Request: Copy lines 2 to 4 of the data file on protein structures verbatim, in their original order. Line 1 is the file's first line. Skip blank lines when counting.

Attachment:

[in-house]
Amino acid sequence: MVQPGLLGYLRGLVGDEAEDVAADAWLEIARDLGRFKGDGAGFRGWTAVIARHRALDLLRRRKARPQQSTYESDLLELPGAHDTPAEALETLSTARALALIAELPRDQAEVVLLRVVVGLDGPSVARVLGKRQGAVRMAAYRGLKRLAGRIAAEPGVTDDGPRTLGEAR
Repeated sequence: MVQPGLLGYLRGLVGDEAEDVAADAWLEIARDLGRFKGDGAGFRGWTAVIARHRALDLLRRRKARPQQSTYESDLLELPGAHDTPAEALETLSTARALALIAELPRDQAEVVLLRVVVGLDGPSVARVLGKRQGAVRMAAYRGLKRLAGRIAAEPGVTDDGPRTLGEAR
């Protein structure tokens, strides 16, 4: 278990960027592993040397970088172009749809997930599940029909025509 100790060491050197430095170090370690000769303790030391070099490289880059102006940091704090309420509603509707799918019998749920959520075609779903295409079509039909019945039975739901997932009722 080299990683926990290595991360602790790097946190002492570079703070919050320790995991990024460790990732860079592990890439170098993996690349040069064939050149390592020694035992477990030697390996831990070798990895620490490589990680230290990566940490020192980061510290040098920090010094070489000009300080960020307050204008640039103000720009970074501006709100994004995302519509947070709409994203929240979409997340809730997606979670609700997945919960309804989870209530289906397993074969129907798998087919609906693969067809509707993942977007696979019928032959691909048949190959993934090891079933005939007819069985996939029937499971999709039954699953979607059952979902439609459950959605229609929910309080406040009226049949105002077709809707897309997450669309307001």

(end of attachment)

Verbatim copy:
Amino acid sequence: MVQPGLLGYLRGLVGDEAEDVAADAWLEIARDLGRFKGDGAGFRGWTAVIARHRALDLLRRRKARPQQSTYESDLLELPGAHDTPAEALETLSTARALALIAELPRDQAEVVLLRVVVGLDGPSVARVLGKRQGAVRMAAYRGLKRLAGRIAAEPGVTDDGPRTLGEAR
Repeated sequence: MVQPGLLGYLRGLVGDEAEDVAADAWLEIARDLGRFKGDGAGFRGWTAVIARHRALDLLRRRKARPQQSTYESDLLELPGAHDTPAEALETLSTARALALIAELPRDQAEVVLLRVVVGLDGPSVARVLGKRQGAVRMAAYRGLKRLAGRIAAEPGVTDDGPRTLGEAR
């Protein structure tokens, strides 16, 4: 278990960027592993040397970088172009749809997930599940029909025509 100790060491050197430095170090370690000769303790030391070099490289880059102006940091704090309420509603509707799918019998749920959520075609779903295409079509039909019945039975739901997932009722 080299990683926990290595991360602790790097946190002492570079703070919050320790995991990024460790990732860079592990890439170098993996690349040069064939050149390592020694035992477990030697390996831990070798990895620490490589990680230290990566940490020192980061510290040098920090010094070489000009300080960020307050204008640039103000720009970074501006709100994004995302519509947070709409994203929240979409997340809730997606979670609700997945919960309804989870209530289906397993074969129907798998087919609906693969067809509707993942977007696979019928032959691909048949190959993934090891079933005939007819069985996939029937499971999709039954699953979607059952979902439609459950959605229609929910309080406040009226049949105002077709809707897309997450669309307001």